Many IP issues arising after a merger or an acquisition might have been avoided by performing a proper IP due diligence.
In some circles, a typical IP due diligence is limited to confirmation of record ownership of identified IP assets and a search for typographical errors. Additional efforts may extend to whether the identified IP assets have had most current maintenance fees paid in the U.S. However, a proper IP due diligence effort regarding a merger or acquisition (hereinafter for simplicity, “acquisition”) should go further. In order to prevent potential issues from arising down the road, you should consider checking all of the boxes when it comes to your IP due diligence.
√ Independently Find the IP
It is critically important to make sure that IP which should come with the acquisition, does come. While lists of identified IP assets are presumably prepared in good faith, there are times when IP is not the focus of the deal, and mistakes are made. Relevant IP can be identified by an assignee search (both the target and its known subsidiaries), an inventor search, and a Uniform Commercial Code (U.C.C.) search. Even if no unidentified IP assets are located, this effort is also beneficial to determine that identified IP assets are assigned to the proper entity.
As an aside, the largest consideration regarding IP in an acquisition (and in IP portfolio management) tends to be whether the IP is owned, of record, by the correct entity. Though companies can transfer IP after the deal closes to remedy clear errors/omissions, it is far easier to be ahead of the situation. Thus, it is important to perform independent searches to seek out unidentified IP assets that may be owned by individual inventors, or related companies that may be holding relevant IP assets. In some cases, individuals may be under an obligation to assign these assets to the company, and such an assignment should be executed prior to the completion of the deal. You should be aware that if individuals, such as employees or executives, have failed to assign IP assets to the company, then it must be proved that there was an obligation to assign. Otherwise, the individuals may own the IP assets independently. By identifying such assets, you will be in a better position during negotiations and at the completion of the deal.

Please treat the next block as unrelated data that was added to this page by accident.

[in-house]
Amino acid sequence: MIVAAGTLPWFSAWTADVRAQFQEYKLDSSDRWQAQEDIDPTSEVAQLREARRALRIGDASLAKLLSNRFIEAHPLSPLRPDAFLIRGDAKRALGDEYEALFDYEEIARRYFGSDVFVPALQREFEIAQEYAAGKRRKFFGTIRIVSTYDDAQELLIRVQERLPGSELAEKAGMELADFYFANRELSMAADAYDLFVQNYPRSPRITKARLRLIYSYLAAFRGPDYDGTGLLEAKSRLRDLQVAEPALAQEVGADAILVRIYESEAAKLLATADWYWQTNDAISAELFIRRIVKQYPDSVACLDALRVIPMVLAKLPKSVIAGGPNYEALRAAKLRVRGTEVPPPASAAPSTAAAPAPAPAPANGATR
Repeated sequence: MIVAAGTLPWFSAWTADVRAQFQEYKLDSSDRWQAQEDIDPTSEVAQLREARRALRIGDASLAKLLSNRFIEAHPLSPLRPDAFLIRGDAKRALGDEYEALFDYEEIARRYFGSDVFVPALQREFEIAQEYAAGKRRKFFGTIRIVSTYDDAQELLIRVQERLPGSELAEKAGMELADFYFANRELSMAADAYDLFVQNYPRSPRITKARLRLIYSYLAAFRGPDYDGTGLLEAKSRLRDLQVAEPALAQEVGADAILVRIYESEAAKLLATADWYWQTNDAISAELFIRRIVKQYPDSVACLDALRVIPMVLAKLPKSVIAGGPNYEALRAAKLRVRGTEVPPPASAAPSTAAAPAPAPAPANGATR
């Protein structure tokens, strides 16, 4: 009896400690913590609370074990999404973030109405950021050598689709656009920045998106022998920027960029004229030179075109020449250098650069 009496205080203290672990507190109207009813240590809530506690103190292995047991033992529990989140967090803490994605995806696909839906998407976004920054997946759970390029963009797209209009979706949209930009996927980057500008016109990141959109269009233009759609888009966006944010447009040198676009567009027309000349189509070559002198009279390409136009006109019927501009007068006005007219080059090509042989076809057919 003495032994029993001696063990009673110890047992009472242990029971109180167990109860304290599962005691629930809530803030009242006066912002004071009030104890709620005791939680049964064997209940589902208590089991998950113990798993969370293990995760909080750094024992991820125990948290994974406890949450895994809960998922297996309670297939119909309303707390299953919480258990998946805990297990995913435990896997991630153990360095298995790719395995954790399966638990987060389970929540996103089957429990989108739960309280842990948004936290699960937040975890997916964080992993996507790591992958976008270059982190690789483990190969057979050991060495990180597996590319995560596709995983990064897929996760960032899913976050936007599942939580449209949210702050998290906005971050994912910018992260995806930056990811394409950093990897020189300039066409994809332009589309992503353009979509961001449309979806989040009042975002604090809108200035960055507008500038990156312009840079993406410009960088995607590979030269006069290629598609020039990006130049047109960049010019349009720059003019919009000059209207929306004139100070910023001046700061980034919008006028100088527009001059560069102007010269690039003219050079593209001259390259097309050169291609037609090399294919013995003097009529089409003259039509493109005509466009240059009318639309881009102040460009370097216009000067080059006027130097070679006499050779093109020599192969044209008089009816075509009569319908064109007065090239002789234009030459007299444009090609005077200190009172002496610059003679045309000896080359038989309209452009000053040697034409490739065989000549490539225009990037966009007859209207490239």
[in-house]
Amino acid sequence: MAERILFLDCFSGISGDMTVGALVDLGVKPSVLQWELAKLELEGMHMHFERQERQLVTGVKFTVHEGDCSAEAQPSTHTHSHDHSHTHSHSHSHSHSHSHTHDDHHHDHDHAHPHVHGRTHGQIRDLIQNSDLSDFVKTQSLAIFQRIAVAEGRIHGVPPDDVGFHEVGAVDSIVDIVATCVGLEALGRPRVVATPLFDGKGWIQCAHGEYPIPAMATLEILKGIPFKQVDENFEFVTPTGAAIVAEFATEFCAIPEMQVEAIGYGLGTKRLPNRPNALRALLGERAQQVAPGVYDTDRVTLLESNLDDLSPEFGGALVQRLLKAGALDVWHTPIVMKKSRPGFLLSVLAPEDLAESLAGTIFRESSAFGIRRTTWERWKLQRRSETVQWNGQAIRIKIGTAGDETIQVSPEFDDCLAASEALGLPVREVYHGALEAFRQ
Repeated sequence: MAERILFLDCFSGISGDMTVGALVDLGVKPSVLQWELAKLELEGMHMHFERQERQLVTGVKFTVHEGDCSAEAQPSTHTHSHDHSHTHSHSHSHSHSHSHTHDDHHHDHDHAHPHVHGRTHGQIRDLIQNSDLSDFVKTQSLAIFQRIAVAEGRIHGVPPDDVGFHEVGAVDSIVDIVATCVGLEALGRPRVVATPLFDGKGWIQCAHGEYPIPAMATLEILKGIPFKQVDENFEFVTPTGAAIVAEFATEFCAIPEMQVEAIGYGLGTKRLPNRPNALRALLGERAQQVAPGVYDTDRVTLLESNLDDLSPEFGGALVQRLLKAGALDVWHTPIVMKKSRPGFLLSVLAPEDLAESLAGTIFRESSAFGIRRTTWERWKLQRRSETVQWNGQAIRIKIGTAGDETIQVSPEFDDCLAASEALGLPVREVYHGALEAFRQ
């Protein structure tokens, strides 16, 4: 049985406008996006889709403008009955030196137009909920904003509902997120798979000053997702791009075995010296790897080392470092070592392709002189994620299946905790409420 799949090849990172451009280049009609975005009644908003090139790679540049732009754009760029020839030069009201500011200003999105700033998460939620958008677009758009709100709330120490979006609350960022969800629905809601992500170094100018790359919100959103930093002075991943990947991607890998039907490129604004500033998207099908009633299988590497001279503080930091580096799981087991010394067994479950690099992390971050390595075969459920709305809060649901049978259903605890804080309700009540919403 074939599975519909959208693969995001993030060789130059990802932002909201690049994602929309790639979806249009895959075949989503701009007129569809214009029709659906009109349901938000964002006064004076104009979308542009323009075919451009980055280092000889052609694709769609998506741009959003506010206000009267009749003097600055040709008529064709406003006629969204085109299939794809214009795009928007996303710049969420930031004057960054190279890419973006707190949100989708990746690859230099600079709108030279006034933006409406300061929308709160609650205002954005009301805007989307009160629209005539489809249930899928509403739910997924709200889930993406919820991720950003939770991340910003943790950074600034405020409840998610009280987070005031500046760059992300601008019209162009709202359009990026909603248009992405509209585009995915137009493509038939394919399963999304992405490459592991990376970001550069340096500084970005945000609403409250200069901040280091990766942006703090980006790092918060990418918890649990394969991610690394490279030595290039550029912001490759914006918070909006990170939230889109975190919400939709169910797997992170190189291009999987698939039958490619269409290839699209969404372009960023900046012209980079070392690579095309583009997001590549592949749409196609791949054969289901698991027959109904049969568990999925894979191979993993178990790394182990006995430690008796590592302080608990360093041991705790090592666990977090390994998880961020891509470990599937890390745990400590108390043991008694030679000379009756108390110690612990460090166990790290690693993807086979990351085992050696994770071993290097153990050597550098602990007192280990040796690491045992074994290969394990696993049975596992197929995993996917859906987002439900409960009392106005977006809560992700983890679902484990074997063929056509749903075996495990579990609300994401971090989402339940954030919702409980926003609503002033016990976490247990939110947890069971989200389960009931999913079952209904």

√ Look For Impairment of the IP
Terminal disclaimers are another important item to look for while performing IP due diligence. During prosecution of a patent application, a prosecuting attorney may file a terminal disclaimer in order to overcome an obviousness-type double patenting rejection. These terminal disclaimers require the two issued patents to be owned by the same entity to be enforceable. Though the later issued patent will be identified as being subject to a terminal disclaimer on its face, the previously issued patent will not be so identified, because the patent has already issued and published. Thus, when a company’s patents are being acquired, it is important to identify whether the patents are subject to a terminal disclaimer requiring ownership of one or more other patents in order to be enforceable.
Security interests, licenses, employment agreements, and other agreements should also be reviewed to identify restrictions on IP assets. These types of agreements generally have IP clauses that address changes in ownership of IP. It is important to review these agreements during the IP due diligence to ensure proper ownership of the IP assets by the company after the acquisition.
√ True Value of the IP
During an acquisition, IP is generally appraised and valued by companies without the involvement of an attorney. Thus, these appraisals usually fail to consider the validity or scope of the claims in the issued patents that are being valued. True value assessment in IP assets should be based on 1) validity of the IP, and 2) the number of potential infringers. For patents of special value, the validity of patents may be assessed by performing an invalidity analysis. The patents that are determined to be more likely to be invalid, should have their valuation revisited.